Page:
• The least fortunate ending is 1 because it has only come out 8 times, and the luckiest ending is 5 since it has been victorious 32 times.

Where has the “Gordo” of the Christmas Lottery fallen the most?

Well, in Madrid, it has fallen more than 80 times since the Doña Manolita office is the most famous and where most people go to buy their tickets.

Instituto Hispanico de Murcia - Loteria de Navidad. Curiosidades que quiza desconocias

The most heard phrases on the day of the Christmas Lottery

Although they are not popular sayings, you have surely heard these phrases related to the Christmas draw countless times.

  1. “For one year I didn’t play.”
  2. “It has been widely distributed.”
  3. “To cover holes.”
  4. “I saw it hanging but didn’t pick it.”
  5. “Just by one number, I didn’t win.”
  6. “I already have for the Niño draw.”
  7. “Has the Gordo been drawn yet?”
  8. “Where is my €21 envelope?”
  9. “At least, we have health.”
  10. “Everyone is inside.”

Christmas Lottery Ad

The first ads were aired in 1958, but in 1998 with the “Lucky Bald Guy of the Lottery,” it gained great popularity. Clive Arrindel was the one who announced the Christmases and spread luck by blowing magic through the city.

Today, this ad is one of the most anticipated by Spaniards when Christmas arrives.

Lottery Prizes

The numbers are divided into the following categories:

  • Tenth: it’s the tenth part of a ticket as its name indicates, it’s what we can buy in lottery offices and costs €20.
  • Ticket: it consists of ten tenths of the same number or series. A ticket costs €200.
  • Series: it’s the total of tickets that have the same number. Each series has 100,000 tickets. A series costs €20,000,000.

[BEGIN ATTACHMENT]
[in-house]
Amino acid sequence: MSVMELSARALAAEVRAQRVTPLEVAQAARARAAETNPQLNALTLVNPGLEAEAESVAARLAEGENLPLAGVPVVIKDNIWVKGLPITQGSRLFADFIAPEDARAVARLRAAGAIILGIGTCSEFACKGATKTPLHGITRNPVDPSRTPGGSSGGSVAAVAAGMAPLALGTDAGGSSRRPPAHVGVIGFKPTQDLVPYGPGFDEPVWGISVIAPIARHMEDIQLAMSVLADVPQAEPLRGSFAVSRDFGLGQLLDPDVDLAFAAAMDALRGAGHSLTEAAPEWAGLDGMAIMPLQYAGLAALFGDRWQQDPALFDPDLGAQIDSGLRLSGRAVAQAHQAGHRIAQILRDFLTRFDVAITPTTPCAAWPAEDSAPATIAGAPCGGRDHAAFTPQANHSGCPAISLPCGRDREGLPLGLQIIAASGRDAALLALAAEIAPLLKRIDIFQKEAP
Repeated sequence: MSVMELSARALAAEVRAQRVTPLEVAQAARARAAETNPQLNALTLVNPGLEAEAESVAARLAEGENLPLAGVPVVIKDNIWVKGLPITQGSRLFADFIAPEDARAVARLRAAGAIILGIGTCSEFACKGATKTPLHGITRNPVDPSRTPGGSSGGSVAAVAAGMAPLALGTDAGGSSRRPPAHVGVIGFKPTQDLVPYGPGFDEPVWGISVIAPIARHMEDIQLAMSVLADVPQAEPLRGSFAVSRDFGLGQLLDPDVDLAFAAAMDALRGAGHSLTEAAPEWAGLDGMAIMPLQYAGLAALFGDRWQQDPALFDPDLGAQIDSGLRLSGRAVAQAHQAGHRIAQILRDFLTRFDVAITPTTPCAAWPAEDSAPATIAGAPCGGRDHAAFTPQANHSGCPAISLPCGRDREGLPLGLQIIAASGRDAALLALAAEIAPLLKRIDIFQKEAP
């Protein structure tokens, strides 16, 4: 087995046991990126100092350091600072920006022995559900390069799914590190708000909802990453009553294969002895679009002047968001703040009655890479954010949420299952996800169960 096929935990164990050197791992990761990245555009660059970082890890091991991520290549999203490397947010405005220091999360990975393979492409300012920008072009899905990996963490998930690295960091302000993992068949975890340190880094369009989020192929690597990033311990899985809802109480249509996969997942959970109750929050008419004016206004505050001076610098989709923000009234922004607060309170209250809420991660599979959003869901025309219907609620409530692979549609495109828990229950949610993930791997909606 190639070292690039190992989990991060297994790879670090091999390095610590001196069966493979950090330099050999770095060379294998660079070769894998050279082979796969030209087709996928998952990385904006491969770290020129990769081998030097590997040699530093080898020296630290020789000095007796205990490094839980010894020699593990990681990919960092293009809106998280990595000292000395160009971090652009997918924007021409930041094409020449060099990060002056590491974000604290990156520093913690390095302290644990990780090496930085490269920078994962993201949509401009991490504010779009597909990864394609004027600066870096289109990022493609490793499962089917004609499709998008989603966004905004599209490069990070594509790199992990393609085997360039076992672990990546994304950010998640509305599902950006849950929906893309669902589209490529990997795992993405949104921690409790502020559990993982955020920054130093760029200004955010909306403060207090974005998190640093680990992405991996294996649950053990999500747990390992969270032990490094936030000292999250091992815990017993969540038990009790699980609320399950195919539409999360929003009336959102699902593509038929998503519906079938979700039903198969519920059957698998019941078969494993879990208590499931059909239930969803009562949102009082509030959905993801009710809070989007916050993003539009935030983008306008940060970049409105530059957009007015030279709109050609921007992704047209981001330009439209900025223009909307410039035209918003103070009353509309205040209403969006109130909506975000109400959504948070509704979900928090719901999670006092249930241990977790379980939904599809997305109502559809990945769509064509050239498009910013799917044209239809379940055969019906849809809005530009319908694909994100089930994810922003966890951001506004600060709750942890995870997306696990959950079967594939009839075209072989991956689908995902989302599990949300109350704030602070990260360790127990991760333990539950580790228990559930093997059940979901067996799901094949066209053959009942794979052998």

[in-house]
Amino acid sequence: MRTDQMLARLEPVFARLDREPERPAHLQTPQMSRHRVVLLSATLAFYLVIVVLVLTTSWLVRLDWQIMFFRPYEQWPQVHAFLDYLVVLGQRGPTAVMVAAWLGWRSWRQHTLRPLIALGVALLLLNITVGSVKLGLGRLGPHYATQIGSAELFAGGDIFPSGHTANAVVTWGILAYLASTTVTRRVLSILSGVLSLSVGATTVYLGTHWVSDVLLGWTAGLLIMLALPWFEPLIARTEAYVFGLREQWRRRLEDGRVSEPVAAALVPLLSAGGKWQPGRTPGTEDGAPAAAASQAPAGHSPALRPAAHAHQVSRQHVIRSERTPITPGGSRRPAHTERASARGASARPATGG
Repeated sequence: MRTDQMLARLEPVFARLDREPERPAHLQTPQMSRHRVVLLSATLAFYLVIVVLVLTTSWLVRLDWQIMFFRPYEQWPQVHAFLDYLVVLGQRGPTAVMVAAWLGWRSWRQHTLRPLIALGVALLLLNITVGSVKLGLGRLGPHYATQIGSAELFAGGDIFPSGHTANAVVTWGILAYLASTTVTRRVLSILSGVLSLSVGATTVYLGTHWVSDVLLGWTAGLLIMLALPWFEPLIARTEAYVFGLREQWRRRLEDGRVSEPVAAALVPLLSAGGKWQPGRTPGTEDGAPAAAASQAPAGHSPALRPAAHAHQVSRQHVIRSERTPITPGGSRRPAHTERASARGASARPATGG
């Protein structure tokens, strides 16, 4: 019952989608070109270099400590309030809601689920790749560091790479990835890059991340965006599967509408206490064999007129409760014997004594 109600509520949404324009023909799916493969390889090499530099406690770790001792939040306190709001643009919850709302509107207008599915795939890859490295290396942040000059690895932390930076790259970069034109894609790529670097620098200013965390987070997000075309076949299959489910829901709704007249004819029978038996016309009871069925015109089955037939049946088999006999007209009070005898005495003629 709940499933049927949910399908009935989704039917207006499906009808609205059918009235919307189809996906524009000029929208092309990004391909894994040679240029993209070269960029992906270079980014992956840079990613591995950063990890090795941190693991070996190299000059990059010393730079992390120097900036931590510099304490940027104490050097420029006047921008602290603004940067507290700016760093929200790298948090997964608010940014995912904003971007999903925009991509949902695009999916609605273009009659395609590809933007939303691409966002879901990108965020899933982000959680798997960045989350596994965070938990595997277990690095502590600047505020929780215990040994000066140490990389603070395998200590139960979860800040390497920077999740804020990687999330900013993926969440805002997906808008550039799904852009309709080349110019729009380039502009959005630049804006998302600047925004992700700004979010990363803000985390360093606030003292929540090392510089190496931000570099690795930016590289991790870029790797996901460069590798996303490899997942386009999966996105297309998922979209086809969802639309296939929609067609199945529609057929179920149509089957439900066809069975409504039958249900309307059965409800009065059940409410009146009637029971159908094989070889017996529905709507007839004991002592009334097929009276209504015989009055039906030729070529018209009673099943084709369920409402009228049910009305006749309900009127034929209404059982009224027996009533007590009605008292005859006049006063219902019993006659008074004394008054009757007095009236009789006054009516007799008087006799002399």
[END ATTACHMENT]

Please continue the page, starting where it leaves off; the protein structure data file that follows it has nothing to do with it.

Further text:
Christmas raffle


These are the last two numbers of the first, second, and third prizes. It’s awarded €100 per tenth.


These are all the numbers drawn that don’t correspond to any of the big prizes. It distributes €100 per tenth. According to the RAE, its definition is “set of numbers that are awarded with the minimum value in the national lottery.”


It’s the last digit of the “Gordo.” Any tenth that ends in that digit receives the amount bet, €20 per tenth.

The prizes are as follows:

  • 1st prize or the ‘Gordo’: €4,000,000
  • 2nd prize: €1,250,000
  • 3rd prize: €500,000
  • 4th prize: two prizes of €200,000
  • 5th prize: eight prizes of €60,000
  • Pedrea: 1,794 prizes of €1,000
  • Numbers preceding and following the 1st prize: two prizes of €20,000
  • Numbers preceding and following the 2nd prize: two prizes of €12,500
  • Numbers preceding and following the 3rd prize: two prizes of €9,600
  • Hundreds of the 1st, 2nd, and 3rd prize: 297 prizes of €1,000
  • Hundreds of the 4th prize: 198 prizes of €1,000
  • Last two digits of the 1st, 2nd, and 3rd prizes: 297 prizes of €1,000
  • Refund: 9,999 prizes of €200

Keep in mind that you have to divide by 10 to calculate the money for each tenth. Also, don’t forget that the Tax Agency keeps 20% of the prize. This applies when the prizes are equal to or greater than €40,000.

If you have come to Murcia this year, you can’t leave without buying lottery tickets, and… may luck be on your side!

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WRITTEN BY Alessandro Iraggi